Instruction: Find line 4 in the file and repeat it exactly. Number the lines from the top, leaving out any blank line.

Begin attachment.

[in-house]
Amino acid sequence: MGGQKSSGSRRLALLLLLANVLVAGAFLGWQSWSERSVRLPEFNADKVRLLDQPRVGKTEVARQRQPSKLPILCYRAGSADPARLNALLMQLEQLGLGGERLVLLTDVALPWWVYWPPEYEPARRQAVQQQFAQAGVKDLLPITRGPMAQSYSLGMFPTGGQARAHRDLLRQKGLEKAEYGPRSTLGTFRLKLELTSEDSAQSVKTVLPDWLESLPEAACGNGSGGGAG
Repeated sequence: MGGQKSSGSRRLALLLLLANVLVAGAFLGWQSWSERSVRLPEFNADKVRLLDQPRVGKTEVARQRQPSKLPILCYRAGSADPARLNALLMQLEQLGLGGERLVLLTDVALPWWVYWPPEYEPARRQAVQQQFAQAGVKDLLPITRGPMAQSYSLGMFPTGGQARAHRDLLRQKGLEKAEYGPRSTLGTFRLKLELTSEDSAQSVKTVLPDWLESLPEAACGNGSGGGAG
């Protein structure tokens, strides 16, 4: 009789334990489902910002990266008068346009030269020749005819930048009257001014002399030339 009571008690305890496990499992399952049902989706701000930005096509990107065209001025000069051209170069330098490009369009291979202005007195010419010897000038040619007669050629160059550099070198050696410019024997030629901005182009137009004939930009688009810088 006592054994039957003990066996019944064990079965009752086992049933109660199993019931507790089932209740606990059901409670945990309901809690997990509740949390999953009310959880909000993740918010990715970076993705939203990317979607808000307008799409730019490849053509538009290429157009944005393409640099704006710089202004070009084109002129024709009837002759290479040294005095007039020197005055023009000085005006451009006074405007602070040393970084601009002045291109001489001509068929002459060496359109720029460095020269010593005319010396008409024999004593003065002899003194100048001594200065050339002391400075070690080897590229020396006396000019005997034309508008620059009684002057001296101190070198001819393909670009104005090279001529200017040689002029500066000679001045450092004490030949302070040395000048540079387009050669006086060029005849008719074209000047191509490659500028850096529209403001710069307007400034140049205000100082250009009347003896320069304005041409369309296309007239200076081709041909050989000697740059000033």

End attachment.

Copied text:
């Protein structure tokens, strides 16, 4: 009789334990489902910002990266008068346009030269020749005819930048009257001014002399030339 009571008690305890496990499992399952049902989706701000930005096509990107065209001025000069051209170069330098490009369009291979202005007195010419010897000038040619007669050629160059550099070198050696410019024997030629901005182009137009004939930009688009810088 006592054994039957003990066996019944064990079965009752086992049933109660199993019931507790089932209740606990059901409670945990309901809690997990509740949390999953009310959880909000993740918010990715970076993705939203990317979607808000307008799409730019490849053509538009290429157009944005393409640099704006710089202004070009084109002129024709009837002759290479040294005095007039020197005055023009000085005006451009006074405007602070040393970084601009002045291109001489001509068929002459060496359109720029460095020269010593005319010396008409024999004593003065002899003194100048001594200065050339002391400075070690080897590229020396006396000019005997034309508008620059009684002057001296101190070198001819393909670009104005090279001529200017040689002029500066000679001045450092004490030949302070040395000048540079387009050669006086060029005849008719074209000047191509490659500028850096529209403001710069307007400034140049205000100082250009009347003896320069304005041409369309296309007239200076081709041909050989000697740059000033």